Delaware City Council heard the second reading of an ordinance that would bring a Burger King restaurant to the city’s west side. However, if residents have it their way, the fast-food chain will find somewhere else to build.
Carrolls Corporation is seeking approval for a final development plan to construct an approximately 2,980-square-foot building on 1.14 acres between Crestview Drive and the private drive near First Commonwealth Bank that leads back to Ace Hardware. Currently, there is a residential home on the property that would be demolished ahead of the restaurant’s construction.
If approved, the building will be constructed out of old Irvington brick and Delaware’s signature limestone. Features of the building include a double drive-thru and 40 parking spots.
Near the site, West Central Avenue would be widened to create a left turn lane onto the private drive located just east of the proposed Burger King location.
Residents who live near the site have shown up to both readings to voice their displeasure with the planned restaurant. In particular, they have complained about the additional traffic the restaurant would bring to Central Avenue, which already sees a significant flow. They also expressed concerns with light pollution and the smell of flame-broiled hamburgers day and night.
During the first reading at the Feb. 11 council meeting, Jay Edwards, who lives in the house directly west of the property, expressed concerns about the front of his house basically facing the restaurant. Amanda Aldridge, of Carrols Corporation, discussed adding more trees on the west side of the build, in addition to the line of trees that already exist between the two properties, to provide more screening for Edwards’ home.
As Mayor Carolyn Kay Riggle asked if council was ready to make a motion on the final development plan, Councilwoman Lisa Keller suggested the ordinance be taken to a third reading. Asked by Riggle why she felt a third reading was necessary, Keller said, “Typically, we take controversial projects (to at least three readings), and I’d say there has been a fair amount of controversy with this one.”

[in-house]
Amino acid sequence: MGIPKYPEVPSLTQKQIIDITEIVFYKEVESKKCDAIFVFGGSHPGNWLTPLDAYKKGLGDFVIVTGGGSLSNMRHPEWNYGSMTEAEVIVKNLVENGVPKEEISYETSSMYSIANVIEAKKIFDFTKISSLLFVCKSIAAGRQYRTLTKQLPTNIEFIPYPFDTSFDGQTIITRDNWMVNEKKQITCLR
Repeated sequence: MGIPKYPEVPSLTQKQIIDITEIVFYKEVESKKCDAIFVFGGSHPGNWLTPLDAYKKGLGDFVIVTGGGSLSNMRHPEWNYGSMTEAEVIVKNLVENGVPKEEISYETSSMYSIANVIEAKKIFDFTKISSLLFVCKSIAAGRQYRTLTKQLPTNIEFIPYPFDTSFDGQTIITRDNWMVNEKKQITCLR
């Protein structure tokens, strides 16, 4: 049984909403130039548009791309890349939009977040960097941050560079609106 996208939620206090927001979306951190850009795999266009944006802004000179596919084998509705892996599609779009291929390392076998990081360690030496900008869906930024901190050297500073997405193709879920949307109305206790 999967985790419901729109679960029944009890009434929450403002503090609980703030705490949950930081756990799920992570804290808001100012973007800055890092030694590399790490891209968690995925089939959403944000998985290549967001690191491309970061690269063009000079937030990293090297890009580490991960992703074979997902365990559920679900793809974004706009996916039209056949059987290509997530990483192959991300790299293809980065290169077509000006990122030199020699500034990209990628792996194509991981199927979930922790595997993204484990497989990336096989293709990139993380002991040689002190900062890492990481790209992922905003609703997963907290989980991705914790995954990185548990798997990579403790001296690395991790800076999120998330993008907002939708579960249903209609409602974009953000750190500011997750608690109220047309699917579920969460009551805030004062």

Riggle then asked if the developer had addressed all controversies, to which Keller replied, “I don’t know how the public feels about what (the developer) fixed … we haven’t heard from anyone.”
Dan Rand, a Delaware resident who lives on Crestview Drive, then took the opportunity to reiterate his concerns about traffic and smell, which he voiced at the previous meeting. In regard to the constant smell, Rand asked council, “Would you want to live next to it?”
Riggle laughed off the idea of the aroma of hamburgers being terribly unpleasant, and she ultimately reminded Rand that regardless, the property is already zoned appropriately for the restaurant and the smell won’t change that.
Councilman George Hellinger reminded Rand the developer isn’t responsible for all the traffic issues on Central Avenue, only the direct impact the restaurant will have on the road. He added the proposed left turn lane that would accommodate the restaurant’s traffic impact.
During the review of the final development plan at the planning commission meeting, Aldridge said the Burger King expects to serve 50 cars per hour during its peak times, which she said is during the lunch hours.
The third reading of the ordinance is expected to take place during the March 11 meeting. Meetings begin at 7 p.m. and are held in the city council chambers at City Hall.